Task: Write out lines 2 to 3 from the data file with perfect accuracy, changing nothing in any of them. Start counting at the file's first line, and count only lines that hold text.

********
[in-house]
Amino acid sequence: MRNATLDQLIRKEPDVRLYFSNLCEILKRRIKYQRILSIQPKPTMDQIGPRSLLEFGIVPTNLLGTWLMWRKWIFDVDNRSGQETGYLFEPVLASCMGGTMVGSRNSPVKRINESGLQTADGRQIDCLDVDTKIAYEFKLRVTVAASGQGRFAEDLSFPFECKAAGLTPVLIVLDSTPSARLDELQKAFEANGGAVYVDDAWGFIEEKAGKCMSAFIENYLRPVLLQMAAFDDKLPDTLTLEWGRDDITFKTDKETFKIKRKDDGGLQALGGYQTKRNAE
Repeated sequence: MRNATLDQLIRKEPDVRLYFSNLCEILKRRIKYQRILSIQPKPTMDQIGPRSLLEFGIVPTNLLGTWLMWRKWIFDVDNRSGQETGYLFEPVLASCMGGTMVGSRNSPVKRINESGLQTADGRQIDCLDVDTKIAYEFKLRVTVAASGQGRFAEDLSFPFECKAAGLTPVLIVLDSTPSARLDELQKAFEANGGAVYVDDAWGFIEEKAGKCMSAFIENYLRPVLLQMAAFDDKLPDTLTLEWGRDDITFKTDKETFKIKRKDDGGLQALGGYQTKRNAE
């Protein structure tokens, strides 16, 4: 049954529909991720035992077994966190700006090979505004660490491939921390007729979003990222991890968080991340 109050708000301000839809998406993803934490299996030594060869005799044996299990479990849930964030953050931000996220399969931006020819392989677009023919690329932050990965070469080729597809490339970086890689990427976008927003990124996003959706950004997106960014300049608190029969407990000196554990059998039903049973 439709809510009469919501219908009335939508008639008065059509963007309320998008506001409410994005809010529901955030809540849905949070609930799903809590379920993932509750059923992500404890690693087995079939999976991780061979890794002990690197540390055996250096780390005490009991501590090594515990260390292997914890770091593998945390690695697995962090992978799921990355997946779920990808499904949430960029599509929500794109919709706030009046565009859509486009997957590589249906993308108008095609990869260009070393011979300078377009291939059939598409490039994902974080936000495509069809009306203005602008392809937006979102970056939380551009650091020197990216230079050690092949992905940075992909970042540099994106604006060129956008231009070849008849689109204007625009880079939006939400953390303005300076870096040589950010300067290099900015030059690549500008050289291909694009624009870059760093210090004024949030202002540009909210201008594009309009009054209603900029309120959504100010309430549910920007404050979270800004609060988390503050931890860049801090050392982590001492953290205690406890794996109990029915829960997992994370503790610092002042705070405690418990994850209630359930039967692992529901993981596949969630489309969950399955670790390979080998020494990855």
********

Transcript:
Amino acid sequence: MRNATLDQLIRKEPDVRLYFSNLCEILKRRIKYQRILSIQPKPTMDQIGPRSLLEFGIVPTNLLGTWLMWRKWIFDVDNRSGQETGYLFEPVLASCMGGTMVGSRNSPVKRINESGLQTADGRQIDCLDVDTKIAYEFKLRVTVAASGQGRFAEDLSFPFECKAAGLTPVLIVLDSTPSARLDELQKAFEANGGAVYVDDAWGFIEEKAGKCMSAFIENYLRPVLLQMAAFDDKLPDTLTLEWGRDDITFKTDKETFKIKRKDDGGLQALGGYQTKRNAE
Repeated sequence: MRNATLDQLIRKEPDVRLYFSNLCEILKRRIKYQRILSIQPKPTMDQIGPRSLLEFGIVPTNLLGTWLMWRKWIFDVDNRSGQETGYLFEPVLASCMGGTMVGSRNSPVKRINESGLQTADGRQIDCLDVDTKIAYEFKLRVTVAASGQGRFAEDLSFPFECKAAGLTPVLIVLDSTPSARLDELQKAFEANGGAVYVDDAWGFIEEKAGKCMSAFIENYLRPVLLQMAAFDDKLPDTLTLEWGRDDITFKTDKETFKIKRKDDGGLQALGGYQTKRNAE